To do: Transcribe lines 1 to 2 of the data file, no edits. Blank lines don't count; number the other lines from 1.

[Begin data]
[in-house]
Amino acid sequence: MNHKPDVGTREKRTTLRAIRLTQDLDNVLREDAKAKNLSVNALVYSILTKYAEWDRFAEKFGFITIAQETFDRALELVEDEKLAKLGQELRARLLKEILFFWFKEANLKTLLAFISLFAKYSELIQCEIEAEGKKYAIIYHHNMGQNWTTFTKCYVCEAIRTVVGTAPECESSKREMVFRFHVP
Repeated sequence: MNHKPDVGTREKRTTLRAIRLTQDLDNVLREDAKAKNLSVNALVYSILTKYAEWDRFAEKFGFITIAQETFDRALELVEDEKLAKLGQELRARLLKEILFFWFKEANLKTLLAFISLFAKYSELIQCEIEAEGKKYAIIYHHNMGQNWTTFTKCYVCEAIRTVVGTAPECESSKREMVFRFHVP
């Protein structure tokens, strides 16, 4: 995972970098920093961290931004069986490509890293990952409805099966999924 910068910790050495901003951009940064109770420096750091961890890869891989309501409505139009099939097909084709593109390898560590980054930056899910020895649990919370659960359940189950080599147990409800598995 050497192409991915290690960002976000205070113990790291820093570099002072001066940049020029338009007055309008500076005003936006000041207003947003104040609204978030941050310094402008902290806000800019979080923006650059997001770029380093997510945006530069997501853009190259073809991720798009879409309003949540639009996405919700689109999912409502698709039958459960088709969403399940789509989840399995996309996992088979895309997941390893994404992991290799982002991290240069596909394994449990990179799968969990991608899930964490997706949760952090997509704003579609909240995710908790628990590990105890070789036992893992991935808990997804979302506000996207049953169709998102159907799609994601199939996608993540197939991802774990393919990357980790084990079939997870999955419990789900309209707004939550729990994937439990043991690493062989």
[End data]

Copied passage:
[in-house]
Amino acid sequence: MNHKPDVGTREKRTTLRAIRLTQDLDNVLREDAKAKNLSVNALVYSILTKYAEWDRFAEKFGFITIAQETFDRALELVEDEKLAKLGQELRARLLKEILFFWFKEANLKTLLAFISLFAKYSELIQCEIEAEGKKYAIIYHHNMGQNWTTFTKCYVCEAIRTVVGTAPECESSKREMVFRFHVP